Abraham’s Angels


Abraham Lincoln, 9 Feb. 1864. (Credit: Library of Congress)

After listening (a painful experience) to the Republican primary debate last week, I fled from its display of vanities, Orwellian language and outdated thinking to the words of Abraham Lincoln:

Though passion may have strained, it must not break our bonds of affection. The mystic chords of memory, stretching from every battle-field, and patriot grave, to every living heart and hearthstone, all over this broad land, will yet swell the chorus of the Union, when again touched, as surely they will be, by the better angels of our nature.

(First Inaugural Address, March 4, 1861)

Who is so small as to claim Ronald Reagan to be their model and exemplar when they have inherited the mantle of Abraham Lincoln? What do you say about people who prefer Reagan’s speeches to the poetry of Lincoln? Reagan was a B-movie Hollywood actor; Lincoln was a student of the King James Bible and a critic of Shakespearean texts. And yet in our unfortunate times, it is Reagan who is called the Great Communicator.

It may seem strange that any men should dare to ask a just God’s assistance in wringing their bread from the sweat of other men’s faces; but let us judge not that we be not judged.

(Second Inaugural Address, March 4, 1865)


“Tobias and the Angel,” oil on canvas, by Giovanni Gerolamo Savoldo, 1542. (Credit: Wikimedia Commons)

Who among us would go back to the country created by the first framers of the Constitution when they have been challenged with the holy task of building the nation Lincoln conceived in the crucible of the Civil War?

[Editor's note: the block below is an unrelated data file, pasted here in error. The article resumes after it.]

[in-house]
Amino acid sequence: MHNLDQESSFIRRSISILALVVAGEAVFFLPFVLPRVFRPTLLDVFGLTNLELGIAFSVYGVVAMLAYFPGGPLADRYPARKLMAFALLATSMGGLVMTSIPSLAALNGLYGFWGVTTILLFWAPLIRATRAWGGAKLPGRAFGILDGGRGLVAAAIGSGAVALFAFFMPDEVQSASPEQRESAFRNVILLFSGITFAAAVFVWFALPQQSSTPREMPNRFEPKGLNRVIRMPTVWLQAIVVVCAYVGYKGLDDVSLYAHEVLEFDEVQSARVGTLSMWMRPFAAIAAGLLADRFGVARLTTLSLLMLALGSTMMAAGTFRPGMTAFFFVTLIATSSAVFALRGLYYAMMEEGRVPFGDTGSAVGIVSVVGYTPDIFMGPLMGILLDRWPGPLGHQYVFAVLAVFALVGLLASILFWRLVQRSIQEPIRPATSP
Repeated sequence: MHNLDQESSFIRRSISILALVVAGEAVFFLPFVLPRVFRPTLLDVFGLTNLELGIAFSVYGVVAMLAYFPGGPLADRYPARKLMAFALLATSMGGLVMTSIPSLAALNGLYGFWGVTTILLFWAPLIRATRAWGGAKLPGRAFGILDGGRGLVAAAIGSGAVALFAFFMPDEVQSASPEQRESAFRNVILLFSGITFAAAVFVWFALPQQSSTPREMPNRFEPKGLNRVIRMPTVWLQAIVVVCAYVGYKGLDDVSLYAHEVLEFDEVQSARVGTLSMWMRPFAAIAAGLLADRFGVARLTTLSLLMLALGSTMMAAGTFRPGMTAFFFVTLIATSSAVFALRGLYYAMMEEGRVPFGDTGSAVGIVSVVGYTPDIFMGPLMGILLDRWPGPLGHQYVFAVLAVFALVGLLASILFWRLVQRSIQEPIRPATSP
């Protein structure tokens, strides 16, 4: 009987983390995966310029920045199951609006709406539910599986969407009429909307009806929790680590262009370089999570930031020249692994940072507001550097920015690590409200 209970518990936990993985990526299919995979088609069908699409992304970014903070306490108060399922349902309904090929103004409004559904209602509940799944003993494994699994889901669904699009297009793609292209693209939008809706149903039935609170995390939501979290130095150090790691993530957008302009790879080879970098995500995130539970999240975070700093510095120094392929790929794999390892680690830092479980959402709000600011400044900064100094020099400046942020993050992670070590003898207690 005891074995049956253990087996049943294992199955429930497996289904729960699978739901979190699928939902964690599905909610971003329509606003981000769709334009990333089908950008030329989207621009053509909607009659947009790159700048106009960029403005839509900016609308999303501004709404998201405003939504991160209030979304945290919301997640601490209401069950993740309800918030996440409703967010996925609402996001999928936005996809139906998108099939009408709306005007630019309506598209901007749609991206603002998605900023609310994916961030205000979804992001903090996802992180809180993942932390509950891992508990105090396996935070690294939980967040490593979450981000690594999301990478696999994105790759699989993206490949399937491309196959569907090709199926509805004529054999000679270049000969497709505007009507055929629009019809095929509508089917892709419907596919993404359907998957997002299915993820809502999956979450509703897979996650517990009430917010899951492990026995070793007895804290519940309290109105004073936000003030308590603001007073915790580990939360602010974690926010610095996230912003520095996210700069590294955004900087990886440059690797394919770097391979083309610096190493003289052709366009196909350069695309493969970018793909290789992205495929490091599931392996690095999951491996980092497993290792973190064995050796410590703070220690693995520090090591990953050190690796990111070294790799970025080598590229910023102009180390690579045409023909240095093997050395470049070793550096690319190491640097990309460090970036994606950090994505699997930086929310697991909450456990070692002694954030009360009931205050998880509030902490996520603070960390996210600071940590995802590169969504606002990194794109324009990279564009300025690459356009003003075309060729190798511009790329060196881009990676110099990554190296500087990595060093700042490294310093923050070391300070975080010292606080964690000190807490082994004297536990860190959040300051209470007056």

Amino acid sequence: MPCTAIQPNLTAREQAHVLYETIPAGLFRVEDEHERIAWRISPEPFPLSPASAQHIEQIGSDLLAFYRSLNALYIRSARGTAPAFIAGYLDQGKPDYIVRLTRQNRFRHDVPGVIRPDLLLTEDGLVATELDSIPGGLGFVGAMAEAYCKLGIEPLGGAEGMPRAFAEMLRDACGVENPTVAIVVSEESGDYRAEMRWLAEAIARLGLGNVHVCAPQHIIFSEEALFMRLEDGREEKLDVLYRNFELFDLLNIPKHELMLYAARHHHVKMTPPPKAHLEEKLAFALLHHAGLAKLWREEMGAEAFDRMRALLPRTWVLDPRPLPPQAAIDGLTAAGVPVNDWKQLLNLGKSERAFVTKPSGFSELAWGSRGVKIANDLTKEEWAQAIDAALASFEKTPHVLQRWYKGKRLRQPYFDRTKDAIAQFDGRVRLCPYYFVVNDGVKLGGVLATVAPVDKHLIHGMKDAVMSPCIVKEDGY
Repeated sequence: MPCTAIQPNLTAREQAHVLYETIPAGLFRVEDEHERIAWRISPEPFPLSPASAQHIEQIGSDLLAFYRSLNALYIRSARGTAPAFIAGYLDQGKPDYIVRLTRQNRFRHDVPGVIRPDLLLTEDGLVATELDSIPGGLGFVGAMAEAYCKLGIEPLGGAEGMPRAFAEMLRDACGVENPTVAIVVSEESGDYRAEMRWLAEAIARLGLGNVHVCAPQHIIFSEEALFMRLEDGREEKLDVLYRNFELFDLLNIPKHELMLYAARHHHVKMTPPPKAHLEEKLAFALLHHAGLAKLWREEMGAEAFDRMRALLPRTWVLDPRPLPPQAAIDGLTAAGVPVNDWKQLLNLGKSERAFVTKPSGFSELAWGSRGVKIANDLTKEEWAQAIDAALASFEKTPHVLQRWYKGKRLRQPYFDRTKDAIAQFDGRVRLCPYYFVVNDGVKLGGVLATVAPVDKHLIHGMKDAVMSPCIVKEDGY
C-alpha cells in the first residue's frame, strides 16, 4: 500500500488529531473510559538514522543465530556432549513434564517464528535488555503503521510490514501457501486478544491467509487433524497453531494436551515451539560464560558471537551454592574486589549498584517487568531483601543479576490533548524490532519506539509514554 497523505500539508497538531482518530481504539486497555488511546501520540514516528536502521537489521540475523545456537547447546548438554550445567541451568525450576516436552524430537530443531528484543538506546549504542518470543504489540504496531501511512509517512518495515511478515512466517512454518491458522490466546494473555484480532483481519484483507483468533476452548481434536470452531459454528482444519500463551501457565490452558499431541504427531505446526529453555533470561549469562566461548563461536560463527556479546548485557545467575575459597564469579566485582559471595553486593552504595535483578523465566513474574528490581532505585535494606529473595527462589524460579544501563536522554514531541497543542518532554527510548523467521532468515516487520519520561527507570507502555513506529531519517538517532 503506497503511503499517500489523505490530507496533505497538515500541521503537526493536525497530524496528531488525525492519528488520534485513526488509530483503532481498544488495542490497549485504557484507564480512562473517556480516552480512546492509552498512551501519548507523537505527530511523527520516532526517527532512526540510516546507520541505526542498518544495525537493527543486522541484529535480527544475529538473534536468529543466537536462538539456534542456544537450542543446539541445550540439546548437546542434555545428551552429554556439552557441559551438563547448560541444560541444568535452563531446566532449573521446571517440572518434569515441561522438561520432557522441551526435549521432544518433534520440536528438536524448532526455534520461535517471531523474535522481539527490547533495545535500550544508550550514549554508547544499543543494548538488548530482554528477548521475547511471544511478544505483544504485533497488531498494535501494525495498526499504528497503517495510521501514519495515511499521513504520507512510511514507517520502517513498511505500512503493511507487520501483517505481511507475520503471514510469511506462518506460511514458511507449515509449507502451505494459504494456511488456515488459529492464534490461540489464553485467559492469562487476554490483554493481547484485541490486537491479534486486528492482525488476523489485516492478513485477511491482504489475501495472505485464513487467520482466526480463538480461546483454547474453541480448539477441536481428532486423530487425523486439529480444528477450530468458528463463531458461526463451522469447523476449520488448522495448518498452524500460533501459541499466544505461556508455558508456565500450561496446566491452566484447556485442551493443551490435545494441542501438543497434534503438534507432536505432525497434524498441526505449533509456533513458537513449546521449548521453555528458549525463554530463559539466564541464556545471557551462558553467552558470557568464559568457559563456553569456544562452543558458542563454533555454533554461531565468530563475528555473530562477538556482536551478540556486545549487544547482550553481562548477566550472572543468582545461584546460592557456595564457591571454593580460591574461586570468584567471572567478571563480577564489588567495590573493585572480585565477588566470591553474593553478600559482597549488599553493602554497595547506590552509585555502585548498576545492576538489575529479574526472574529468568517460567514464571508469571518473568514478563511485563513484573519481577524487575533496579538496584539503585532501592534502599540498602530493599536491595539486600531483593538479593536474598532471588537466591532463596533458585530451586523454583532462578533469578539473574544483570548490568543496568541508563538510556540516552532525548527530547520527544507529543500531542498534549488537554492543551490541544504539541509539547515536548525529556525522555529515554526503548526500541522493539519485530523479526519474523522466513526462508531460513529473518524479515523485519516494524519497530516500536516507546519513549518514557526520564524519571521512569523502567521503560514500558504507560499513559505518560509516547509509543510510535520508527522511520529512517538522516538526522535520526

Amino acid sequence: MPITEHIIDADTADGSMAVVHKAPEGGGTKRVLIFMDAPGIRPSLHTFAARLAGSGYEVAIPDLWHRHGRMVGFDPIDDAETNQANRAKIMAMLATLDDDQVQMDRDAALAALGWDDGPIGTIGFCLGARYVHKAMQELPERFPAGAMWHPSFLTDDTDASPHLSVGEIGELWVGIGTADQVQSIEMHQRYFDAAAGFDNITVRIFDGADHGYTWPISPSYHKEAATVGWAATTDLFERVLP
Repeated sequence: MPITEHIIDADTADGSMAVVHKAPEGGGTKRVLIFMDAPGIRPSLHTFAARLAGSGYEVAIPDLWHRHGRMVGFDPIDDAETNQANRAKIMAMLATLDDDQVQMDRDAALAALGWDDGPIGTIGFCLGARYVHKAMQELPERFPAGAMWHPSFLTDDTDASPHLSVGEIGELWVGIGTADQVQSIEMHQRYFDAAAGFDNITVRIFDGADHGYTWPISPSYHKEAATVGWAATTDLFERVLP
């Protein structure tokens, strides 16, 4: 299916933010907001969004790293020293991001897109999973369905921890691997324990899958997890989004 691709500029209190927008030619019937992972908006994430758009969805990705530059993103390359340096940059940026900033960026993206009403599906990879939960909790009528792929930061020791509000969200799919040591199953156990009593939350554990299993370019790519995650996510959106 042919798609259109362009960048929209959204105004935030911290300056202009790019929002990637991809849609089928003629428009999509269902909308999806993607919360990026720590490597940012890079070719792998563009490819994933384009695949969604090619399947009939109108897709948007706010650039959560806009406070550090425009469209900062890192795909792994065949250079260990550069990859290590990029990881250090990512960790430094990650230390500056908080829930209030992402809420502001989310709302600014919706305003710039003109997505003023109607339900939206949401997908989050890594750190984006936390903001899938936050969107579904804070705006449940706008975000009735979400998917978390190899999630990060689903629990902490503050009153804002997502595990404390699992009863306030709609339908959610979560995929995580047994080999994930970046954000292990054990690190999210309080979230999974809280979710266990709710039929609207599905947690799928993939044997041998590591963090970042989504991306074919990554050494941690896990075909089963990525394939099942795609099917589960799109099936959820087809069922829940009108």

Let us strive on to finish the work we are in; to bind up the nation’s wounds; to care for him who shall have borne the battle, and for his widow, and his orphan—to do all which may achieve and cherish a just, and a lasting peace, among ourselves, and with all nations.

(Second Inaugural Address, March 4, 1865)

The better angels of our nature were not present in the Republican debate. Carpet bomb Isis (never mind civilian casualties); cast out 11 million people from our nation; above all, lower the taxes of the rich.

We cannot all be Abe Lincolns, but we can try to emulate his great soul. We should keep our better angels close by. In Tony Kushner’s brilliant screenplay for Steven Spielberg’s Lincoln, Robert Todd Lincoln explains to his father—in the vicinity of a Union Hospital—his need to enlist as a combatant in the Civil War:

I have to do this. And I will, or I will feel ashamed of myself for the rest of my life. Whether or not you fought is what matters. And not just to other people, but to myself. I won’t be you, Pa. I can’t do that. But I don’t want to be nothing.

There you have it: we should not be Ted Cruz or Marco Rubio. We should not be nothing. We should not be Donald Trump.



Abraham Lincoln, 9 Feb. 1864. (Credit: Library of Congress)

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